Oscar's 4 big hurdles to beating the murder rap

2014-07-06 15:00

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1. The Stipps

Anette Stipp, who lives 72m away from Oscar Pistorius’ toilet window, tells the court: “The thing that I remember the most and the thing that I’ll never forget was the screaming.”

Stipp and her husband, Johan, reported hearing the “terrified, terrified” screams of a woman mingled with the distinct shouting of a man.

This was before what the state is calling the 3.17am bangs, or shots, that killed Steenkamp.

It means that Steenkamp was screaming before the fatal shots that killed her.

The Stipps corroborate the evidence of Michelle Burger and Charl Johnson, who also said they heard a woman screaming 177m away from their home.

But a key part of the defence’s case has been that their audio expert will testify that Pistorius could sound like a woman when he screamed and, even then, that the witnesses were too far away to hear a woman screaming with the toilet window closed.

The Stipps’ testimony represents a significant hurdle for the defence. Pistorius’ acoustic expert, Ivan Lin, told the court it was “very unlikely” that the screams could be heard 180m away, the distance to Burger and Johnson’s house.

At that range, the volume of the screams would only be half as loud as in the courtroom, with everyone keeping quiet.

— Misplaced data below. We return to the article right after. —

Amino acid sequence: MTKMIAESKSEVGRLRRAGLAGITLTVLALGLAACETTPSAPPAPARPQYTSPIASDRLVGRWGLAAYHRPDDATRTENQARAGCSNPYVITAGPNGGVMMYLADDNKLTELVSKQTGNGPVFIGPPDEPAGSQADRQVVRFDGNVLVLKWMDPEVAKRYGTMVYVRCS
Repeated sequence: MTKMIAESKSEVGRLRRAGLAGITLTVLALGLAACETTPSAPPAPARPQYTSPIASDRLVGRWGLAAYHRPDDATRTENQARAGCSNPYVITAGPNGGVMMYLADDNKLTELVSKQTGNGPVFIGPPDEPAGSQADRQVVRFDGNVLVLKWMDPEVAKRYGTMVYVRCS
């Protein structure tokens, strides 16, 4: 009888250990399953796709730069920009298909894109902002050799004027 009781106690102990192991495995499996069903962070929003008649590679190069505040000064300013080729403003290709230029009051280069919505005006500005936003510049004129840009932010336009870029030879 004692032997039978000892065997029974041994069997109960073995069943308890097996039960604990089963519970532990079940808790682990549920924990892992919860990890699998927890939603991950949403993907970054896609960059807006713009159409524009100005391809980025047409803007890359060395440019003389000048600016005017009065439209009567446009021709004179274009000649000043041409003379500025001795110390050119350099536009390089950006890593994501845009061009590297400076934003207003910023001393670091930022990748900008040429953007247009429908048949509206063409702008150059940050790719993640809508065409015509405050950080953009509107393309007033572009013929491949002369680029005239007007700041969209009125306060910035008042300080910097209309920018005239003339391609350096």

However, Lin confirms that, to the Stipps, the screaming would have been “audible and intelligible”.

This means at least two witnesses who heard screaming before shots were well within earshot.

2. Reeva's last meal

This has been another hotly contested area with state pathologist Gert Saayman testifying that although gastric, or stomach, emptying was an inexact science, he believed Steenkamp had eaten two hours before her death because he found 200ml of food in her stomach.

He said that, in most cases, the human stomach would be empty six hours after a meal.

This is in stark contrast to what Pistorius said had happened the night Steenkamp was killed. He said they had eaten just after 7pm.

But when Steenkamp died at about 3am, her stomach should have been empty when she was killed, with eight hours having passed since her last meal.

The defence went as far as calling an anaesthetist, Professor Christina Lundgren, to testify about the variety of factors that could delay gastric emptying, including exercise, sleep and insoluble fibres in the chicken stir-fry meal the couple had eaten.

But state prosecutor Gerrie Nel was doubtful saying there was a reason anaesthetists always advised patients not to eat six hours before anaesthesia, which could have mortal consequences.

“I’m sure you haven’t warned your patients not to have stir-fry [before an operation],” said Nel.

3. The bedroom conspiracy

For the court to buy Pistorius’ version of events, it will have to accept that police officers moved various objects around his bedroom and substantially altered the crime scene.

All these items could not have been positioned the way they were in the photographs because they would either be in Pistorius’ way or prevent him from leaving the scene as he said he had done.